One of the most important privacy protections in an era where our privacy has become more and more limited in this age we live in. One of the biggest areas of protection is in telephone conversations. This post is a brief explanation of a major case on consumer privacy rights which has come down today.
A Quick Introduction of the Law
You may have heard that California is a “two-party” consent state, where both parties to a telephonic conversation must agree to be recorded before any recording can take place. That’s due to the California Invasion of Privacy Act (“CIPA”), Penal Code § 630 et seq. Under CIPA, any call that contains confidential information cannot be recorded without both parties consent. Penal Code §632. And up until 2019, any call, regardless of what was discussed, made on a cell phone, VOIP phone, or cordless phone, recorded without both parties’ knowledge was illegal. Penal Code §632.7 (a) states:
Every person who, without the consent of all parties to a communication, intercepts or receives and intentionally records, or assists in the interception or reception and intentional recordation of, a communication transmitted between two cellular radio telephones, a cellular radio telephone and a landline telephone, two cordless telephones, a cordless telephone and a landline telephone, or a cordless telephone and a cellular radio telephone, shall be punished. . .
While Penal Code §§632 and 632.7 are penal statutes – that is, a violation of either is technically a crime – a different provision of the Penal Code, specifically §637.2, allows for a private right of action. Under Penal Code §637.2, any violation of §§632 or 632.7 allows the Plaintiff seek statutory damages of at least $5,000 per recorded phone call. I say at least because if the plaintiff suffers greater harm from the phone call than $5,000, they can seek more in damages.
So, to recover money under these statutes, the plaintiff has to prove that their call was (1) recorded without their permission, and either (2) contained confidential information; or (3) was made to a cordless phone.
A reasonable question for this sort of thing is “so what?” After all, who is recording phone conversations without giving notice? Well, surprisingly, almost every call center records phone calls. That’s because call center management has figured out that they can improve the quality of their calls by recording and listening to phone calls made by their employees. For that reason, you will often hear “this call may be recorded and monitored for quality assurance,” when you call into any call center.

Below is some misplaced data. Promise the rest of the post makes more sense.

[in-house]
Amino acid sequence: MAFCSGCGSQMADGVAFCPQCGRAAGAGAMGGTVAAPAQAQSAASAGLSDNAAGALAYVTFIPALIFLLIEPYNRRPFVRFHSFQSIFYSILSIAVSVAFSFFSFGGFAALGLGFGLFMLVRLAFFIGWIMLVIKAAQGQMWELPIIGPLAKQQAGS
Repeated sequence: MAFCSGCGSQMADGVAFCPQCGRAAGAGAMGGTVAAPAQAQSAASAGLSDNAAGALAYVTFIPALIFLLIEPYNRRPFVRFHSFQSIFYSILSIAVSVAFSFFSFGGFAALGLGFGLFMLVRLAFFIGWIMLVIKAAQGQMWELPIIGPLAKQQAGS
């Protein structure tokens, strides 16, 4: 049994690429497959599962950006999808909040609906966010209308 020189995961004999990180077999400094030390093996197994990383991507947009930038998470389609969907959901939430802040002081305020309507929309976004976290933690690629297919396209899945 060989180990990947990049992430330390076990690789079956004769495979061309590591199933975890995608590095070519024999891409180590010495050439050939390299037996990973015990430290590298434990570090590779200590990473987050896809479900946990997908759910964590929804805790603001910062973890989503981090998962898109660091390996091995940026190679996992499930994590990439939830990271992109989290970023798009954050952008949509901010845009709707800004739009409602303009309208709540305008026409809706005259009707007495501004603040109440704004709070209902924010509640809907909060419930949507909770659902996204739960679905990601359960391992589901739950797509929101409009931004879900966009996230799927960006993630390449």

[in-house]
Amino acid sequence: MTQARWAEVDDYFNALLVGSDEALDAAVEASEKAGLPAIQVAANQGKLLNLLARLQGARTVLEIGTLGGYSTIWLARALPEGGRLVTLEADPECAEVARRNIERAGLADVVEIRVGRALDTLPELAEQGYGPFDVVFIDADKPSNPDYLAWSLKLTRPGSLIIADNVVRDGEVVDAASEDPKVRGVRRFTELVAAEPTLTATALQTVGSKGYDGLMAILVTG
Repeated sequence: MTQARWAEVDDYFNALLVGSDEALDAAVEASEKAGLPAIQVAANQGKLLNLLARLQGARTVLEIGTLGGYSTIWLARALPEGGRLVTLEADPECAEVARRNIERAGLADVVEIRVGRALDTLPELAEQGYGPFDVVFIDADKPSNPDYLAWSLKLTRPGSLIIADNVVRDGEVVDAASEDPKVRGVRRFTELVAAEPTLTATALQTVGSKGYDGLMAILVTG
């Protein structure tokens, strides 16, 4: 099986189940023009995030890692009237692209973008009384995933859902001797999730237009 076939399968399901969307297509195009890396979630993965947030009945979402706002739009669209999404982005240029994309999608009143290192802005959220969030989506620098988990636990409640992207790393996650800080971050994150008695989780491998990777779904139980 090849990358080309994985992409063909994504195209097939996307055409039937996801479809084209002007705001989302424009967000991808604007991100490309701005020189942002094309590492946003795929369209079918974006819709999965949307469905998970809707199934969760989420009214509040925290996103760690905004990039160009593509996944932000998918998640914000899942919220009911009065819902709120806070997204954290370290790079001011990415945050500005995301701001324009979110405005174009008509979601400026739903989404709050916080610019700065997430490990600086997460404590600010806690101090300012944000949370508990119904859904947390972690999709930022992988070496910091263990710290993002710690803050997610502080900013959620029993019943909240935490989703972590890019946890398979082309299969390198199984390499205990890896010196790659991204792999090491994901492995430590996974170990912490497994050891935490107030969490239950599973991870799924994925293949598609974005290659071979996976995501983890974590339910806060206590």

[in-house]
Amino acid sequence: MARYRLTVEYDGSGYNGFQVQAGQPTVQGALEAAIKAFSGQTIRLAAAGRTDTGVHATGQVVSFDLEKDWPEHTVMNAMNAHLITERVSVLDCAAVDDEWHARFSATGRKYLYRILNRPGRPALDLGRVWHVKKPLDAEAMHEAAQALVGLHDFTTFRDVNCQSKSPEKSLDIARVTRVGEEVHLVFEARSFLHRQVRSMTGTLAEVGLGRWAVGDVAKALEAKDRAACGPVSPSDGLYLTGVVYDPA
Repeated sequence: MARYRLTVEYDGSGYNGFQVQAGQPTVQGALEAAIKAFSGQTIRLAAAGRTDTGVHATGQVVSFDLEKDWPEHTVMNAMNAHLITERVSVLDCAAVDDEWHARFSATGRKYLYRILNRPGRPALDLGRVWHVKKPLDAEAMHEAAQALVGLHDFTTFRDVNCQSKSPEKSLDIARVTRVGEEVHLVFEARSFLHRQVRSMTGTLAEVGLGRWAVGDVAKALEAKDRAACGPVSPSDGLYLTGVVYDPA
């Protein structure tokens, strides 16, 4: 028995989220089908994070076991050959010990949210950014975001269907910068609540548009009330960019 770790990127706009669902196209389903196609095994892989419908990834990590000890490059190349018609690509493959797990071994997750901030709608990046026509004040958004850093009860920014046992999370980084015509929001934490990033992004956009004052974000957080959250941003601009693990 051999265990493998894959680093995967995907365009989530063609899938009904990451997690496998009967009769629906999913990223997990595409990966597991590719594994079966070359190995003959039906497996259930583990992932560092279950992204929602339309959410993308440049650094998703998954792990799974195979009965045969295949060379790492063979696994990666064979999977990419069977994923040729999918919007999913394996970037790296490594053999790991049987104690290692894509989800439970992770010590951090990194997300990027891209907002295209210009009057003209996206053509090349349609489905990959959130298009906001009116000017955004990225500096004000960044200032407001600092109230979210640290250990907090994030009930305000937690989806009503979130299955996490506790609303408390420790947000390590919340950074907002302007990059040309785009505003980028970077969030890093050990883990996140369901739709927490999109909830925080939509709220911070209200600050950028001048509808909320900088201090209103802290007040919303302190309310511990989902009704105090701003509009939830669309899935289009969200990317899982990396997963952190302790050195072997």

But what if the call center calls you? That’s where things get interesting. In this, the law is clear, the recording party must get prior permission before they start recording. For most call centers, CIPA’s restrictions on recording outgoing calls can be highly problematic. By this point we’re all accustomed to hearing that calls may be monitored when we call a call center. But many call centers have found that announcing that the call will be recorded during a call they make to consumers is often the end of the call. So, rather than comply with the law, they just record.
Smith v. LoanMe
As stated above, prior to December of 2019, it was widely held by a number of courts that Penal Code §632.7 prohibited any party to a phone call to record a phone call without the other party’s consent if the call itself is made to a radio, a cordless phone, or a cellphone. In 2019, though, the California Court of Appeal in Smith v. Loanme (2019) 43 Cal.App.5th 844 threw a monkey wrench into CIPA litigation by following what was essentially the minority rule on Penal Code §632.7, and holding that Penal Code §632.7 only applied to third parties. In other words, unless the recorded party could prove that the conversation was confidential, call centers could record consumers without their consent.
Before we get into what happened next, I should mention how unusual this decision was. By the time the Court of Appeal heard Smith v. LoanMe, there were at least a dozen published federal opinions, reviewing the same statute, and coming to the exact opposition conclusion – namely that §632.7’s anti-recording provisions applies to everyone, including the parties on the call. Several of these cases were decades old by the time the Court of Appeal issued its ruling.
The other thing to keep in mind is that the ruling in Smith v. LoanMe essentially foreclosed class actions in this area because there would now be a focus whether the parties to each phone call believed the contents were “confidential” for purposes of Penal Code §632. Such a requirement makes class certification of such cases difficult (though not impossible).
Shortly after the Court of Appeal decided the LoanMe case, the California Supreme Court granted a petition for review, and after significant briefing, and after oral arguments, the California Supreme Court, in a 7-0 decision, reversed the Court of Appeal in its entirety. A copy of the decision is attached here. The long and short of it, though, is that the California Supreme Court held that the Court of Appeal basically got the entire decision wrong.
Essentially, the law is now back to where it was before the Court of Appeal’s decision in LoanMe, but better. Where before most courts and litigants thought they knew where the law was, now there is a binding legal opinion.
And what this also means is that if you are being inundated with harassing phone calls, particularly from debt collectors, listen closely to the beginning of every phone call. If you aren’t being told that the call is being recorded, ask, and make sure to ask if all of your earlier calls were recorded. If the answer to either question is “yes” contact a law firm like Potter Handy, LLP immediately. The damages for a violation of CIPA are significant – $5,000 per phone call – which in many cases, have been used to wipe out debts.